Automobile OEMs are looking for improving fuel economy of their vehicles by reducing weight, rolling resistance and improving engine and transmission efficiency apart from the aerodynamic design. Fuel economy may be improved by using appropriate low viscosity and use of friction reducers (FRs) in the engine oils. The concept of high viscosity index is being used for achieving right viscosity at required operating temperatures. In this paper performance properties of High Viscosity Index engine oils have been compared with conventional VI engine oils. Efforts has been made to check the key differentiation in oil properties and finally into oil performance w.r.t. low temperature fluidity, high temperature high shear viscosity/deposits, friction behavior, oxidation performance in bench tribological /engine/chassis dyno tests. Three candidates of SAE 0W-30 grade oil with ACEA C2/API SN credentials have been chosen using various viscosity modifiers.
2017-10-08
Technical Paper
2017-01-2341
Kongsheng Yang, Kristin A. Fletcher, Jeremy P. Styer, William Y. Lam, Gregory H. Guinther
Countries from every region in the world have set aggressive fuel economy targets to reduce greenhouse gas emissions. To meet these requirements, automakers are using combinations of technologies throughout the vehicle drivetrain to improve efficiency. One of the most efficient types of gasoline engine technologies is the turbocharged gasoline direct injection (TGDI) engine. The market share of TGDI engines within North America and globally has been steadily increasing since 2008. TGDI engines can operate at higher temperature and under higher loads. As a result, original equipment manufacturers (OEMs) have introduced additional engine tests to regional and OEM engine oil specifications to ensure performance of TGDI engines is maintained. One such engine test, the General Motors turbocharger coking (GMTC) test (originally referred to as the GM Turbo Charger Deposit Test), evaluates the potential of engine oil to protect turbochargers from deposit build-up.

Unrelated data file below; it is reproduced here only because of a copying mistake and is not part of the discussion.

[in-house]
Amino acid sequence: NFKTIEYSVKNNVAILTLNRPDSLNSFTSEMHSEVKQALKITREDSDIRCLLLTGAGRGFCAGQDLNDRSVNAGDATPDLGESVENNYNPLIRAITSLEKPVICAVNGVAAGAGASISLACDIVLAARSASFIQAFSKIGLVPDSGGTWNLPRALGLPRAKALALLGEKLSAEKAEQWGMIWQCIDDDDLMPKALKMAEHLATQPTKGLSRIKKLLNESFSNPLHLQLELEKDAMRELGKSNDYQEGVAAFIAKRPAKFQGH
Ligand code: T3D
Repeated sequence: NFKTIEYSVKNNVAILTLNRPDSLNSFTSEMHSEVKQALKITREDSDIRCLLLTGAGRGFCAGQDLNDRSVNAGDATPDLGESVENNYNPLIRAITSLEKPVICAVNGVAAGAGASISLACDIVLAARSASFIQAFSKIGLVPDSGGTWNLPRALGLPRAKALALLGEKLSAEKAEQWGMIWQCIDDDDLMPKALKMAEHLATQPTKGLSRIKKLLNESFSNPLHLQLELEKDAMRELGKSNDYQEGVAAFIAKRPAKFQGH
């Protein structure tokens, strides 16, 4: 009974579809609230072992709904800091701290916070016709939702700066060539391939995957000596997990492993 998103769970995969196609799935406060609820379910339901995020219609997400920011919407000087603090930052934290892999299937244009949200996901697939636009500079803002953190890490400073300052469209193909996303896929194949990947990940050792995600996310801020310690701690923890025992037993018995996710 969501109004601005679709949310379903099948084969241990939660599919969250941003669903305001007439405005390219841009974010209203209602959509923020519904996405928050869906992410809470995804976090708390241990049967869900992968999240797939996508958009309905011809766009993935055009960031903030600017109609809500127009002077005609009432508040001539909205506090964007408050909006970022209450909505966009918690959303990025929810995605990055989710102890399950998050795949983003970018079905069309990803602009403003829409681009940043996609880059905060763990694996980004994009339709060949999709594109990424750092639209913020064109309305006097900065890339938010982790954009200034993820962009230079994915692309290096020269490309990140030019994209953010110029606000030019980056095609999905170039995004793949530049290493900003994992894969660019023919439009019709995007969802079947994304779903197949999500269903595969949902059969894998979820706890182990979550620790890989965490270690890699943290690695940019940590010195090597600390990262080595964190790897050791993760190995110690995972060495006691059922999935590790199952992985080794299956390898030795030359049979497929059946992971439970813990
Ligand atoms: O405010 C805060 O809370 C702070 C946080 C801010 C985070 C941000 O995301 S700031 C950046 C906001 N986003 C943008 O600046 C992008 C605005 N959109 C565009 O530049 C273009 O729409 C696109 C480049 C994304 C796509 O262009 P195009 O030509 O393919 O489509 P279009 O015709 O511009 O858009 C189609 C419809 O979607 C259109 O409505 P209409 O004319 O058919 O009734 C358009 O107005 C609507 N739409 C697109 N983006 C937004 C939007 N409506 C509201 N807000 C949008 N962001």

2017-10-08
Technical Paper
2017-01-2361
David R. Lancaster
The auto industry today is a global industry that must conform to local emissions and fuel consumption regulation in virtually all markets. These regulations apply different methodologies to different test cycles. This variation in methodologies and test cycles makes direct comparison of standards difficult. This paper compares the NEDC, WLTC and US EPA driving cycles by examining the tractive energy requirements of vehicles from the 2017 US fleet on each of the cycles. In addition, the mass and footprint data from those vehicles are used to compute the CO2 standards for each vehicle under European, US and Chinese standards.